The Arts, Sport and Culture (ASC) sector had a hell of a 2020. Safe to say, no one in living memory that works in the sector has ever experienced anything like the level of disruption caused by COVID-19. From big to small, COVID-19 was like a cannonball ripping through an already fragile ecosystem.

At Blenheim, we anticipate a much different year as confidence is slowly restored and the Federal Government’s Restart Investment to Sustain and Expand (RISE) Fund program just got an extra $125m kick. According to Paul Fletcher’s office, this will support more than 230 projects and create 90,000 jobs in the creative sector. At the very least, the RISE Fund provides a bridge for the organisations successful in accessing it even as many in the sector will consider it far below the amount required to make up for what was lost.

As that inevitable debate rages, in 2021, the sector will pick itself up, dust itself off and look to the return of the new normal as people head out of home again in search of the fun, connection, and culture our Arts, Sport and Culture sector reliably delivers. As the public mourning that swept across Australia for legendary musical promoter Michael Gudinski illustrated after he unexpectedly left us on March 2, leading to a state funeral at Melbourne’s Rod Laver Arena, this is a sector that sits close to the hearts of Australians.

Signs of recovery are encouraging. In Melbourne, a refreshed Australian Centre for the Moving Image has swung open its doors to the public and in Sydney, audiences are flocking to see Frozen and Hamilton on stage. Meanwhile, the market for the early part of the calendar year is already busy with a number of organisations, such as Opera Australia, the Brisbane International Film Festival, Screenwest and the New Zealand Film Commission undertaking senior executive searches.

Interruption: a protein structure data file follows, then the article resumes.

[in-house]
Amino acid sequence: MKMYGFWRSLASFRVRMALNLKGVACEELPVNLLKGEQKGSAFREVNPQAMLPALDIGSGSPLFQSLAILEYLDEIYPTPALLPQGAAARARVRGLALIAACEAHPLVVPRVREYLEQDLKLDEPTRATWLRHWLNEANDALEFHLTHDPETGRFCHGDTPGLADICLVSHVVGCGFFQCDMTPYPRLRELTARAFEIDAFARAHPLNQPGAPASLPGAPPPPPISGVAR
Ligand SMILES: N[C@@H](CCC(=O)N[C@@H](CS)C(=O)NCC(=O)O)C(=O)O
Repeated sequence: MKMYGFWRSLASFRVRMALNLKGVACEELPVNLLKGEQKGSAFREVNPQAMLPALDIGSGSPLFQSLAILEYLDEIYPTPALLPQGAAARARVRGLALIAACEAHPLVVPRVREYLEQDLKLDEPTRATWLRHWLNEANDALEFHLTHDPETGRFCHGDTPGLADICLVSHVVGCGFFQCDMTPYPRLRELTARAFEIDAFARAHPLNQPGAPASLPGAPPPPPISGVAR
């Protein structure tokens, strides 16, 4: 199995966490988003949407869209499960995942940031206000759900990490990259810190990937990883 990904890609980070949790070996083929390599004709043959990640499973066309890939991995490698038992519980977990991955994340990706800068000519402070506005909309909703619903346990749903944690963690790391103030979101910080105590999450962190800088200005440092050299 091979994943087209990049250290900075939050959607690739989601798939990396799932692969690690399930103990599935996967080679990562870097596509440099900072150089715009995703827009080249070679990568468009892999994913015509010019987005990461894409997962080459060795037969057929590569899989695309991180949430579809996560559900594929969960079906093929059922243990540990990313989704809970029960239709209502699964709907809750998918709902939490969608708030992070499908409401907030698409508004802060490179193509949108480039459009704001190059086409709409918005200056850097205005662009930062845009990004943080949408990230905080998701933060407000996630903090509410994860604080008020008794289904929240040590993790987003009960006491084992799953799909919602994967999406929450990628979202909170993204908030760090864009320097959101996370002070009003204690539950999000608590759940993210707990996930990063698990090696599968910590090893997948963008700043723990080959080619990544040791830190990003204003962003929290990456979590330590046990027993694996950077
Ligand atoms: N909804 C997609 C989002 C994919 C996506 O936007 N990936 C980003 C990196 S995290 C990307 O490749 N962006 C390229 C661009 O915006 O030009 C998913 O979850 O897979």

To their credit, the sporting codes have weathered the storm, showing remarkable resistance, and are now beginning to see the fruits of their labour and bold decisions made over the recent time. To the world, Australian sport arguably has been the beacon of hope and the example of what can be achieved with strong leadership and open dialogue.

Overall, a few trends are emerging. The promotion of home-grown, on-the-ground talent for one. The opportunity to introduce offshore talent simply remains limited due to the threats of ongoing COVID-19 relapses. Consequently, we see a tight senior executive market.

Whilst we conduct global searches and identify the appropriate international candidates for each assignment, we anticipate it will be highly unlikely that those based offshore will leave their country, family, friends and networks. It will certainly be less than usual. This, therefore, places the emphasis on the domestic market and will stimulate appointments of those coming through the ranks.

One exception to the localisation trend, as has been widely reported, what seems like half of Hollywood’s A-list acting talent has moved to Byron Bay to make movies and hang out with the Hemsworth family. The country’s film crews are experiencing a boom in employment as overseas production has flocked here to shoot in “safe” Australia. Yet there is widespread concern that as soon as the vaccine is globally distributed, our relatively high dollar and cost of doing business in Australia will make this a temporary blip rather than a sustainable trend. Will Marvel Studios really stay 5 years based in Sydney? Now is the opportunity to lock in measures to keep Hollywood here. But even that is not without controversy. Local screen producers face pressure on finding crews for local production as better paying big-budget tentpoles hoover up local talent. Finding balance will be another ongoing debate as the year rolls on.

More broadly, whilst global confidence is still shaky depending on regions, Australia and New Zealand have been global standouts in containment leading to cautious confidence. Underscoring this, the long-awaited Trans-Tasman travel bubble has been announced for mid-April with Air New Zealand flying 3-5 flights out of Sydney to Auckland daily from 19 April.

Data illustrates that contrary to expectations of consumer spending exploding, most people are not yet filled with enormous confidence and as such are remaining disciplined and financially prudent given elements of uncertainty. Australia, however, is arguably better placed than most and positivity is returning with low unemployment numbers and a belief that the impact of the end of JobKeeper will be short and markets will step up. This should be a positive trend for any ASC organisation reliant on ticket sales for support.